Newspaper article The Christian Science Monitor

A Family's Motto: Read, Read

Newspaper article The Christian Science Monitor

A Family's Motto: Read, Read

Article excerpt

JUNIPER reads to Laura and Amanda in the living room. From my desk, a room away, I miss some of what she reads, but when I have time, I'll pick up the book and catch up. Sometimes I join their reading, but I often have work to do and miss out on part of it.

Reading aloud in this family has gone on for more than 17 years, since soon after Juniper was born. There was an interruption when Juniper and Amanda started public school, last year. For a while, their time was so occupied with school, getting there and back and homework, that there was no time for it.

Amanda didn't like the reduced family time nor the lack of time for her own writing, drawing, and music, and so she returned to home schooling, and the reading started again. She read to Laura while Laura cooked, or Laura read while Amanda worked. Often, I came in from outdoor work or left writing at my desk and went into the kitchen for something I wanted or for company. When I left, I usually said, "Read. Read," indicating that the interruption was over, and they should continue. My words were a reference to the past, when we lived in Whitney Valley in northeastern Oregon.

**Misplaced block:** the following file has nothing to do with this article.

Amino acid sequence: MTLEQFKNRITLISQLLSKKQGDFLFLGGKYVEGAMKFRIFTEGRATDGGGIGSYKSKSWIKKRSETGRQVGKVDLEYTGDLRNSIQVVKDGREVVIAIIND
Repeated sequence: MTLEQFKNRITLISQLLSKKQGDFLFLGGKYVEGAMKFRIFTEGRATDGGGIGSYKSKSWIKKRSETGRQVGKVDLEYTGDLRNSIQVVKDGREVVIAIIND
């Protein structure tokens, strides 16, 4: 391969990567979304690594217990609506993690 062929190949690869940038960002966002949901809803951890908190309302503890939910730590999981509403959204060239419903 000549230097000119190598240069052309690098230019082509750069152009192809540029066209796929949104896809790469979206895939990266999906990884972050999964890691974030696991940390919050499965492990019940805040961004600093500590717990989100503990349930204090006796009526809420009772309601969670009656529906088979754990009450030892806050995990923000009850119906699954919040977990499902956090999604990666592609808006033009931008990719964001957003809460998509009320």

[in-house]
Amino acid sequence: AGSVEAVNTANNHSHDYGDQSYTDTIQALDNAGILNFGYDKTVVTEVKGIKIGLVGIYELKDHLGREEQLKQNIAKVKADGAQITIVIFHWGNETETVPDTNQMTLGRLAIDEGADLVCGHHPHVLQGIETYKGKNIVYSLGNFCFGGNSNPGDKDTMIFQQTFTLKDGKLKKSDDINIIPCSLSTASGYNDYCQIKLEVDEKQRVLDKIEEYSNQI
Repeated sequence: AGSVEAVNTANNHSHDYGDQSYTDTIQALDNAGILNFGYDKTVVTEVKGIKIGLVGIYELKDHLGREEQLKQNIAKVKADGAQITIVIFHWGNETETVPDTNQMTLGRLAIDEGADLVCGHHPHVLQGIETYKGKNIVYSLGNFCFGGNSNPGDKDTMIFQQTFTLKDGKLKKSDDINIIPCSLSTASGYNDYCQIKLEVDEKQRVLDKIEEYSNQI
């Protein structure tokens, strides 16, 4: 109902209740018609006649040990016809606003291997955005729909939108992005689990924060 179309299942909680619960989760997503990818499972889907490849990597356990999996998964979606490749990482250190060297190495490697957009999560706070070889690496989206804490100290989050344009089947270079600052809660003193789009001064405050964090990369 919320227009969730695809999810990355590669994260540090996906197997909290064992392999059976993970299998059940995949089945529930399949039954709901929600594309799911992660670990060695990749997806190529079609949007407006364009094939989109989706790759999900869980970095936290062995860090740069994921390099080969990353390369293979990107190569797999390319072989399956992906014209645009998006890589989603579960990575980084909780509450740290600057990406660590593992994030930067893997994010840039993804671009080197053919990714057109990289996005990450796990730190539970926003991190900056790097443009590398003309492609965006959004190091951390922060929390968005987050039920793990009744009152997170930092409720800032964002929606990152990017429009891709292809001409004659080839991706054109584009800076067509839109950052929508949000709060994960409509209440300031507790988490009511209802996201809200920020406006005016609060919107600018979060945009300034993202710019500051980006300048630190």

When Amanda and Juniper were small, they both fit into the rocking chair with Laura. Before bedtime, they moved the old blue rocker (whose noisy springs we all agreed said, "comfort, comfort") close to the wood-burning stove in cold weather or close to the open window when it was hot, and Laura read to them.

Laura has always been an early to bed and early to rise person, and often, while reading, she drifted off to sleep. Sometimes, as she began to drift, the story she was reading got mixed up with her beginning dream, and what she said became uproariously funny for her listeners. They erupted in laughter and talked about what she had said, but then insisted, "Read. Read." Sometimes she woke up enough to finish reading. Sometimes she just couldn't muster the energy, and I snuggled down between the two warm, eager listeners.

I also read to them even when Laura didn't fall asleep. With four of us exploring the library, reading book reviews, and listening to recommendations from people around us, we came up with an ever larger selection of books to read together. I read "Wind in the Willows" to them three times. For a while, when they were small, every time we went out along ditches, down by the river, and out across the meadow, they looked for Moley and Ratty. While I may not have actively joined the search, I hoped they would find the two characters from the book, and I wouldn't have been surprised if they did. The girls felt like Moley in the spring: "Hang spring cleaning." The adventure is outdoors. Seek it.

THEY often became the characters we read about. When Juniper was four, for quite some time, she would answer to no name but "Pooh Bear. …

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